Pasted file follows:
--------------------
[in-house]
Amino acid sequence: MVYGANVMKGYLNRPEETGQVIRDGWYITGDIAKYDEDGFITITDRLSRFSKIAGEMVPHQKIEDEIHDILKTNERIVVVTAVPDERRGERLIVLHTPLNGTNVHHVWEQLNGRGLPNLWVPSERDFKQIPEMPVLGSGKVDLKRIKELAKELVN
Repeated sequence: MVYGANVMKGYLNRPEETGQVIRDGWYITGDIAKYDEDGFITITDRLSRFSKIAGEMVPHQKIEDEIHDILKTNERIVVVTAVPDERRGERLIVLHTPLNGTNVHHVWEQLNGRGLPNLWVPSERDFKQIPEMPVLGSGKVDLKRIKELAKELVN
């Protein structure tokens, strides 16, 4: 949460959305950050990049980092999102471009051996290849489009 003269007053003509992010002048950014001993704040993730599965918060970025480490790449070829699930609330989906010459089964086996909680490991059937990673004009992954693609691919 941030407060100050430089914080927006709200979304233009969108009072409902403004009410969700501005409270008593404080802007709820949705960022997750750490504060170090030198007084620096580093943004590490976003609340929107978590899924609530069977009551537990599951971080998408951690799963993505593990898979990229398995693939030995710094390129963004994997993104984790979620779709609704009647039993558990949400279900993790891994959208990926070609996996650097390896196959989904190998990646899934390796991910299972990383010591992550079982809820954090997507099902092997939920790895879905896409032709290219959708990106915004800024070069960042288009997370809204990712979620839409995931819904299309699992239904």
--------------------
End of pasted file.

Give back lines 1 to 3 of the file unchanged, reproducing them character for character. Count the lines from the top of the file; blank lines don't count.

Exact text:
[in-house]
Amino acid sequence: MVYGANVMKGYLNRPEETGQVIRDGWYITGDIAKYDEDGFITITDRLSRFSKIAGEMVPHQKIEDEIHDILKTNERIVVVTAVPDERRGERLIVLHTPLNGTNVHHVWEQLNGRGLPNLWVPSERDFKQIPEMPVLGSGKVDLKRIKELAKELVN
Repeated sequence: MVYGANVMKGYLNRPEETGQVIRDGWYITGDIAKYDEDGFITITDRLSRFSKIAGEMVPHQKIEDEIHDILKTNERIVVVTAVPDERRGERLIVLHTPLNGTNVHHVWEQLNGRGLPNLWVPSERDFKQIPEMPVLGSGKVDLKRIKELAKELVN